Updated: Dec 15, 2021
Hey Dr. McNamara here at McLaughlin Care. And I'm coming at you with another Wellness Wednesday. Now, today, we're going to talk a little bit about energy systems that we use during running this relates to the macronutrients we put in our bodies such as carbs, fats, proteins, and how we'll utilize those when performing certain activities.
And what's really interesting about these energy systems is that you're going to notice each has a very specific role for very specific types of exercises and activities. So without further ado, let me share my screen and we can get started. So running metabolism, where is this energy coming from?
And as I start this conversation, we want to understand where energy comes from and what it comes from is ATP. And that stands for adenosine triphosphate. And that is what you can think of it as is our energy currency for our body. So similar to, you know, working for a job, making money, and then putting it into the bank for storage for later, our bodies does this with ATP when we're resting and digesting, when we're eating food and we're resting and sleeping, we're building up these energy stores for later use.
So you can think of the rest and digest portion as the putting the money into the bank. And then when we actually perform the exercise, that's when we're withdrawing and we're spending that money. Okay. So the three main systems that we're going to talk about, and it is the ATP phosphocreatine system, the glycolytic system, and the oxidative system.
Now the ATP phosphocreatine system, those are high intensity type of activities that are in short duration. Things like sprints, like short sprints, 50 to a hundred meters type of activities, as well as power-lifting and even throwing and things like that.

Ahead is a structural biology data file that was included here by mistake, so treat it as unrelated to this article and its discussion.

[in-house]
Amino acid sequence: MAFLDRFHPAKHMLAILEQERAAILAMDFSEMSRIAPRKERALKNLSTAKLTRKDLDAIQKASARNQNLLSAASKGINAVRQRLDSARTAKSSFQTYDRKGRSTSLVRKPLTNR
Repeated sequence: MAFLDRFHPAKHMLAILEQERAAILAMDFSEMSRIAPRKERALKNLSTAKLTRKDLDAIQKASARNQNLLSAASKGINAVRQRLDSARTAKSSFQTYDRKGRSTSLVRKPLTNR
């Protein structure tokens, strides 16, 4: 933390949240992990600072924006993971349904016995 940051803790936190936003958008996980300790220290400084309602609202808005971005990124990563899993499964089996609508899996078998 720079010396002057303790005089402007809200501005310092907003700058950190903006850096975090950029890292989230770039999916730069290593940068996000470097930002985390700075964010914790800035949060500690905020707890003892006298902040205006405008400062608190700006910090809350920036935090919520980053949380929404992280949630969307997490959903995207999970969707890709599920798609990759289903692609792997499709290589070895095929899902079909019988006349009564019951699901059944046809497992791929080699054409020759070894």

And then we've got our glycolytic system. That's going to be a little bit longer, and it's going to be more moderate intensity for a little bit longer duration, but still pretty moderate to high intensity. And this is for about 10 seconds to two minutes. And with these two pathways, the ATP phosphocreatine as well as the glycolytic, these do not require oxygen to do so. As soon as we begin the exercise, we're starting out with these systems. These are the first to go to before we build up any type of oxygen debt. When we do start to build up the oxygen and we need to inhale more oxygen for ourselves to create more energy, that's called oxidative phosphorylation. And that relies on our oxidative system.
This is aerobic, this needs oxygen. This is the activities that are going to last longer than two to three minutes. They're a little bit lower in intensity about moderate to low intensity, depending on your current level of fitness. So let's start with the ATP phosphocreatine system. Now these are like our short sprints in terms of running those 50 to a hundred meter dashes.
You can see on the left, I have the biochemistry of this pathway. If you want to learn more about that, you can look it up at another time. That's a biochemistry lesson that we just don't have time for today. So when you're thinking of this system, this ATP phosphocreatine system, I want you to think strength and power. This is immediate energy such as when you begin to work out.
If you're powerlifting, if you're throwing something sprinting or short swimming as well, these are activities that lasts about 10, 15 seconds. Now with this, we need a substrate to produce this energy. And with this system, since it's our very first, we actually do rely on strictly ATP alone for about the first five to six seconds. Now, muscles in our body.
They actually have a little bit of stored ATP that they like to keep their just for any time in case, you know, fight or flight response, you got to run away from a bear in the forest or something like that from an evolutionary perspective. So we always have these little stores of ATP after about five to six seconds, you're going to run out and we're going to need to rely on a different source.